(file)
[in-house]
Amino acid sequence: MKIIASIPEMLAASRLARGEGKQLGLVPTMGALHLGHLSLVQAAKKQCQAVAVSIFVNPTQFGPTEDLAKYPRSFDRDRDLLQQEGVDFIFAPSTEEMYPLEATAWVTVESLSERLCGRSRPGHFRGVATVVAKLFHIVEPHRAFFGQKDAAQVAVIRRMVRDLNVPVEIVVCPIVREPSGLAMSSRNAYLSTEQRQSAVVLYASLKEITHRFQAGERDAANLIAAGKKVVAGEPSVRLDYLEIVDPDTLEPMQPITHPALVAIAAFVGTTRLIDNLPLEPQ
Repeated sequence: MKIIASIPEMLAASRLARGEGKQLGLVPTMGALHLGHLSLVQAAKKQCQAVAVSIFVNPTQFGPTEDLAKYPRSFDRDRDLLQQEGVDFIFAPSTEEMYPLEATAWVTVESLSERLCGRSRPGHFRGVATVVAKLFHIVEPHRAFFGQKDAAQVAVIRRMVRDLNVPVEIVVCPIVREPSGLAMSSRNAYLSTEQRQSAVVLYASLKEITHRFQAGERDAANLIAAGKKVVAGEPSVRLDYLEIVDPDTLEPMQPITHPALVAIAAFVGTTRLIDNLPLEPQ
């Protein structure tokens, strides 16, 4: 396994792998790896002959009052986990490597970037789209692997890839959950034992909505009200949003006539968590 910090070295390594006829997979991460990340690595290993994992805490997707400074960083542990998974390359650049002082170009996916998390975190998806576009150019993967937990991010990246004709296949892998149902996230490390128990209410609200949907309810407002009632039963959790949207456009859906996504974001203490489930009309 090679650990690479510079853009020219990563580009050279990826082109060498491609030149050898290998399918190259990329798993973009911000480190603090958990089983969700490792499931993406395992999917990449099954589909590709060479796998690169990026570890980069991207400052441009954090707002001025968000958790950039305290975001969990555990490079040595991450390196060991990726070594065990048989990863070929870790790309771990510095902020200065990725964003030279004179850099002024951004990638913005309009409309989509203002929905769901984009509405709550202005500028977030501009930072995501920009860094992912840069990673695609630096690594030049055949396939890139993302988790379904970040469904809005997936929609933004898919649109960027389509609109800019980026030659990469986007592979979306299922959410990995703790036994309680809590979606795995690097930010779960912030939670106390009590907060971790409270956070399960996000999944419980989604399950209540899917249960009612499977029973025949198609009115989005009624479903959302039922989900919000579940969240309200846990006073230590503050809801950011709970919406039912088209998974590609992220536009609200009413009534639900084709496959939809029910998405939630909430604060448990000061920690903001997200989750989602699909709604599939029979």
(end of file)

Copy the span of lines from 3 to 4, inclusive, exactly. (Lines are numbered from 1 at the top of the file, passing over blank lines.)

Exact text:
Repeated sequence: MKIIASIPEMLAASRLARGEGKQLGLVPTMGALHLGHLSLVQAAKKQCQAVAVSIFVNPTQFGPTEDLAKYPRSFDRDRDLLQQEGVDFIFAPSTEEMYPLEATAWVTVESLSERLCGRSRPGHFRGVATVVAKLFHIVEPHRAFFGQKDAAQVAVIRRMVRDLNVPVEIVVCPIVREPSGLAMSSRNAYLSTEQRQSAVVLYASLKEITHRFQAGERDAANLIAAGKKVVAGEPSVRLDYLEIVDPDTLEPMQPITHPALVAIAAFVGTTRLIDNLPLEPQ
């Protein structure tokens, strides 16, 4: 396994792998790896002959009052986990490597970037789209692997890839959950034992909505009200949003006539968590 910090070295390594006829997979991460990340690595290993994992805490997707400074960083542990998974390359650049002082170009996916998390975190998806576009150019993967937990991010990246004709296949892998149902996230490390128990209410609200949907309810407002009632039963959790949207456009859906996504974001203490489930009309 090679650990690479510079853009020219990563580009050279990826082109060498491609030149050898290998399918190259990329798993973009911000480190603090958990089983969700490792499931993406395992999917990449099954589909590709060479796998690169990026570890980069991207400052441009954090707002001025968000958790950039305290975001969990555990490079040595991450390196060991990726070594065990048989990863070929870790790309771990510095902020200065990725964003030279004179850099002024951004990638913005309009409309989509203002929905769901984009509405709550202005500028977030501009930072995501920009860094992912840069990673695609630096690594030049055949396939890139993302988790379904970040469904809005997936929609933004898919649109960027389509609109800019980026030659990469986007592979979306299922959410990995703790036994309680809590979606795995690097930010779960912030939670106390009590907060971790409270956070399960996000999944419980989604399950209540899917249960009612499977029973025949198609009115989005009624479903959302039922989900919000579940969240309200846990006073230590503050809801950011709970919406039912088209998974590609992220536009609200009413009534639900084709496959939809029910998405939630909430604060448990000061920690903001997200989750989602699909709604599939029979």